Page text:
Dismiss Notice
Join Physics Forums Today!
The friendliest, high quality science and math community on the planet! Everyone who loves science is here!

Two questions - Newton's Laws

  1. Oct 11, 2005 #1
    A research balloon of total mass M is descending vertically with download acceleration a. How much ballast must be thrown from the car to give the balloon an upward acceleration a, assuming that the upward lift of the air on the balloon does not change?

    I get m = (2aM)/(g+a), where g is Earth's gravity, M mass of balloon, and m mass of ballast. It doesn't sound right though.. Can someone please help me with this?

    Ok, and as for the other... (very simple)

    Two 10-lb weights are attached to a spring scale on opposite sides of each other. What is the reading of the scale? Should it be 10 lbs? Also, what if a single 10-lb weight is attached to a spring scale attached to a wall? Should the scale still be 10 lbs due to equal and opposite forces? Thanks!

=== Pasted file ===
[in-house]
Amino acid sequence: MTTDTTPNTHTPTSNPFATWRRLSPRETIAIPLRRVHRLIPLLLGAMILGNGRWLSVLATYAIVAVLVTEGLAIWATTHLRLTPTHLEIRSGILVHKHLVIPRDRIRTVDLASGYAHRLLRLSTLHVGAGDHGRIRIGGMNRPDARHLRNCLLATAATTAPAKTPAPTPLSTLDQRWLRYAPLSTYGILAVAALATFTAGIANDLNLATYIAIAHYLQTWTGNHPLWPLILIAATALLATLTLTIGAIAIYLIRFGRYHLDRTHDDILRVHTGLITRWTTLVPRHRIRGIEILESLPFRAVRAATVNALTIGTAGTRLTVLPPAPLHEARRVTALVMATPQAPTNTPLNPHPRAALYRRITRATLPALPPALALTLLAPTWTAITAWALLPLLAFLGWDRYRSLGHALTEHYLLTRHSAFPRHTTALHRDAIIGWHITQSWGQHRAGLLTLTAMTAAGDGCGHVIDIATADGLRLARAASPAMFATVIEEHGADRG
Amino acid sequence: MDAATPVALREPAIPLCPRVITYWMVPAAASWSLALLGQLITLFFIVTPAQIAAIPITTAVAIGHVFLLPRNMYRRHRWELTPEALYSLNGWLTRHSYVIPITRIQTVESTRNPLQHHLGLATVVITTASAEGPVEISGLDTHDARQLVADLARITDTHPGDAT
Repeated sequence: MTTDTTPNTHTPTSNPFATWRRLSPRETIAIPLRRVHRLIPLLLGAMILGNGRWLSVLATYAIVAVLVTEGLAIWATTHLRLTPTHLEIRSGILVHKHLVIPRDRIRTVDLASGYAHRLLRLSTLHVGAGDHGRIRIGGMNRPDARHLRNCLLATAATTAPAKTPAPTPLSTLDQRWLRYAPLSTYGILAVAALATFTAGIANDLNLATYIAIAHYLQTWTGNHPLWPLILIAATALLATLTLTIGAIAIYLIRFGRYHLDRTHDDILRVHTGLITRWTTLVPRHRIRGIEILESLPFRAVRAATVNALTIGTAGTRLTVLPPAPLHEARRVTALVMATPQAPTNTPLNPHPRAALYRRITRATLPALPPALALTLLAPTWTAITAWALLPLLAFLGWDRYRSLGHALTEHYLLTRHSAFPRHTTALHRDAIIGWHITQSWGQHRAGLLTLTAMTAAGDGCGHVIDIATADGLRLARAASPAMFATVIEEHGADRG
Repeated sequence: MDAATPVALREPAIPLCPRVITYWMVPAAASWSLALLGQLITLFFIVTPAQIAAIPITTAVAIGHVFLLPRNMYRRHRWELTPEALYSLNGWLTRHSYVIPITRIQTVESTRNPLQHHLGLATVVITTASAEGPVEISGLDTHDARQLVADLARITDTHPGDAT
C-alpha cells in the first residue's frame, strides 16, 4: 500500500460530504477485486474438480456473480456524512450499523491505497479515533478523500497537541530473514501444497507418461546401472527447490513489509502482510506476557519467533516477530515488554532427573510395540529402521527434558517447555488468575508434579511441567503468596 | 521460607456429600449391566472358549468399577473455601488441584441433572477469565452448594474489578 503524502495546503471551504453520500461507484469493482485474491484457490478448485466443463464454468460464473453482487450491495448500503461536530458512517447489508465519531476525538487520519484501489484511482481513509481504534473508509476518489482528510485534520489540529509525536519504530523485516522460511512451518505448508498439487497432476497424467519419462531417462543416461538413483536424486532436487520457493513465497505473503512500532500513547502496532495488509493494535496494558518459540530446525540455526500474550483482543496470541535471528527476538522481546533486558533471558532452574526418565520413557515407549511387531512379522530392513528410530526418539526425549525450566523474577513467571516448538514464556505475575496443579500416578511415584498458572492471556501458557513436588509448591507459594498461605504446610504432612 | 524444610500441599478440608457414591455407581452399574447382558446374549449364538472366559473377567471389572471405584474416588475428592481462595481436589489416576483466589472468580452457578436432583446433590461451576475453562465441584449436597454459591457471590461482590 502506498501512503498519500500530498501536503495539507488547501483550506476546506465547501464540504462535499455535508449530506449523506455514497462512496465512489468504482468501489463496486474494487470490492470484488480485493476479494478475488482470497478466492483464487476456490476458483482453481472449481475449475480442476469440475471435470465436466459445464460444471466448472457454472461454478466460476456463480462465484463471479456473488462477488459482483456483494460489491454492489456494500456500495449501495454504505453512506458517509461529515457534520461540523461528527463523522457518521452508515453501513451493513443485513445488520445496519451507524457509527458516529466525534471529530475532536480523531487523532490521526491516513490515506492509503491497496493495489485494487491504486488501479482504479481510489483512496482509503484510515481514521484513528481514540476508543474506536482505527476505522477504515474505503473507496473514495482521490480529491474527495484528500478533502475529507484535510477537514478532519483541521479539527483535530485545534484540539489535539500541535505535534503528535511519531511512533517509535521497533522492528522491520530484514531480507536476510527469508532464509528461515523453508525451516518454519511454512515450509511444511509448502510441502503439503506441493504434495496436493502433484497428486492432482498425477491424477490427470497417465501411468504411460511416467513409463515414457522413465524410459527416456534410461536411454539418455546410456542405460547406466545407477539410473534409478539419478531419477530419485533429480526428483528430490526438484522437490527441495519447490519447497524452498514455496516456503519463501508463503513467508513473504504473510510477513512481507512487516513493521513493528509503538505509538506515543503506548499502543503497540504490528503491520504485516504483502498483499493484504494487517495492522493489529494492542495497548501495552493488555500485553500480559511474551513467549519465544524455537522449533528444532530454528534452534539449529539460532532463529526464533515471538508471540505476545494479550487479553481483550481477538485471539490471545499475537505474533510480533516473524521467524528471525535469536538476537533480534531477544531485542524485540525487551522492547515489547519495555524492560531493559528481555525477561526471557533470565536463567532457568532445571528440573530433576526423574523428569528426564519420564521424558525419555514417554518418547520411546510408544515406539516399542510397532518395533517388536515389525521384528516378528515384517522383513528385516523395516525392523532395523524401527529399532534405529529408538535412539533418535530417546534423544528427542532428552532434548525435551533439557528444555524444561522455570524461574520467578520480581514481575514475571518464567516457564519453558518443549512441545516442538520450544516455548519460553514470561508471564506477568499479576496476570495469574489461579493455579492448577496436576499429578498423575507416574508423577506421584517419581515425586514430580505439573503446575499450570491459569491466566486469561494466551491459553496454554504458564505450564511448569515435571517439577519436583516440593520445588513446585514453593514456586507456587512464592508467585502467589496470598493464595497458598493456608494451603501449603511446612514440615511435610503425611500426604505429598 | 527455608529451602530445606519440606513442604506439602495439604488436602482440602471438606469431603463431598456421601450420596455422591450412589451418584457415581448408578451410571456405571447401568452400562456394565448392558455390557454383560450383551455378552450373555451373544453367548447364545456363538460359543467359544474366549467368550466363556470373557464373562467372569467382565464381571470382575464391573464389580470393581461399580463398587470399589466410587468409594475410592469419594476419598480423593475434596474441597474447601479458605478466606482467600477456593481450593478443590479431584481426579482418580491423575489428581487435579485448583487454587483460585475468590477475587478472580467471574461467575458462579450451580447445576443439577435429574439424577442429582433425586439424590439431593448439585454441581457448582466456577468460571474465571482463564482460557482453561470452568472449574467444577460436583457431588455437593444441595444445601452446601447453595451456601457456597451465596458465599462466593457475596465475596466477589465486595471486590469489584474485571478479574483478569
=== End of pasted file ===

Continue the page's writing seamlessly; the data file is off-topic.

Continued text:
2. jcsd
  3. Oct 11, 2005 #2


    User Avatar
    Science Advisor
    Homework Helper

    Why does your solution of the first problem not "sound right?"
  4. Oct 11, 2005 #3
    you must use the archimede's equation for the balloon to find out the lift force of the air effect on the balloon. and then use the gravity equation to find the weight of the balloon.and you must know the density of the gas you ut in to the balloon.

    for the second one: i am actually don't know what is the "reading" means. but i think if you mention about the force when two weights attached to the spring i think there are no force effect between them.but if it is mention about the middle weight i think in real you can not have the "reading of the scale" .for the "what if" question i can say yes ! if this is a single system-no have anyforce except the force between the objcts in the system. see you!
  5. Oct 11, 2005 #4


    User Avatar
    Science Advisor
    Homework Helper

    Since the buoyant force does not change when dropping ballast he does not need explicitly to calculate it.
  6. Sep 24, 2006 #5
    Could somebody explain the balloon problem?

Share this great discussion with others via Reddit, Google+, Twitter, or Facebook